It’s great to visit an organisation and hear the leadership team express the desire to improve morale, to have everyone in the workforce engaged and to keep their people motivated during a time of uncertainty. Why? Simply because the answer to the question is so easy to find.
How quickly we forget those times when we were starting our careers, when we were on the front line, or in the back office, learning the ropes. Did you ever gather around the water cooler with your work chums to practice low morale, disengagement and general can’t-be-botheredness? How often were you lured from your positive state to joining in with your more disaffected colleagues? What pushed you onto the slippery slope?
1. The classic reason cited by nearly every piece of research into the matter is a lack of trust in leaders. The problem here is that this means different things to different people. Is it determined by your actual or perceived experiences, or is it fuelled by the experience or perceived experiences of others?
2. Not surprisingly a lack of communication will also be high on the list. So often leaders report that ’we told them’. Did you tell ‘them’ in the way they wanted to be told, so that they perceived they were being communicated with effectively?
3. ‘We don’t feel valued’ ranks highly. This is an emotional response. You may value your people very highly but what have you done that would reinforce this?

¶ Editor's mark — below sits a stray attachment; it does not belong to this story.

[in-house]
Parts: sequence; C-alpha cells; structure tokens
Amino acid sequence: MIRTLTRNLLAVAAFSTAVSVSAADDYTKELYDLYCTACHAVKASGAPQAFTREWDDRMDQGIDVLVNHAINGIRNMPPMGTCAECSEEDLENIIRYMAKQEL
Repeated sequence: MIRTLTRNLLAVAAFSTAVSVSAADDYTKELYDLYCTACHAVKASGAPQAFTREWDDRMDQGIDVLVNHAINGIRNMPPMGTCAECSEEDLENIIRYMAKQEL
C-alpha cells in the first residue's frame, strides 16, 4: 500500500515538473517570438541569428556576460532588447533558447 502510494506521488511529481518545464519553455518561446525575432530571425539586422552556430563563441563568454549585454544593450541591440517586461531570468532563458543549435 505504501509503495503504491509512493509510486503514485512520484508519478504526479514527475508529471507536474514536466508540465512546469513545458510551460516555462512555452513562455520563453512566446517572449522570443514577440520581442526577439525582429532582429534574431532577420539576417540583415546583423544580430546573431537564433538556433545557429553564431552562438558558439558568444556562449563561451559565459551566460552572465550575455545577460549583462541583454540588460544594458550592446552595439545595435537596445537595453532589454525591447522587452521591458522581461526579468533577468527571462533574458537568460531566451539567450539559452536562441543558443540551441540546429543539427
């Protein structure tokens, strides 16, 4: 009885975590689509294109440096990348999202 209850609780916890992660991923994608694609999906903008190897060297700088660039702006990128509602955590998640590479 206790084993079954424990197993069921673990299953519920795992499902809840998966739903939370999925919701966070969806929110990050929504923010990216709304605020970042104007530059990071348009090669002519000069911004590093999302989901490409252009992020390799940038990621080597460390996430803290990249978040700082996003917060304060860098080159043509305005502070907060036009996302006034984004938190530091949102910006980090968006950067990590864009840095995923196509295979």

4. Uncertainty is usually a root cause of people leaping onto the bandwagon of disquiet. At least we can be certain that everyone we talk to on this vehicle to despair will share, or at least sympathise with our views. When leaders tell us that the only thing we are sure about is that things are currently uncertain is hardly reassuring.
5. Other stuff which seems trivial but isn’t. My child has mumps, I’ve got a bad back, I’m going out tonight and I haven’t got enough money. These are all the things that leaders cannotcontrol yet they have great pertinence to the individual rehydrating for the third time this morning.
This (more or less) means that the answer is very simple.
Go and stand by the water cooler. Hear what ‘they’ hear, see what ‘they’ see, feel what ‘they’ feel. Remember when you were standing here with your chums and what made you want to join in these conversations. Now, ask what would I have wanted my leader at the time to say to me, to reassure me that everything will be ok?
To find out more about how Paradigmantics can help your UK organisation to engage with its workforce contact email@example.com for a brochure or further information.
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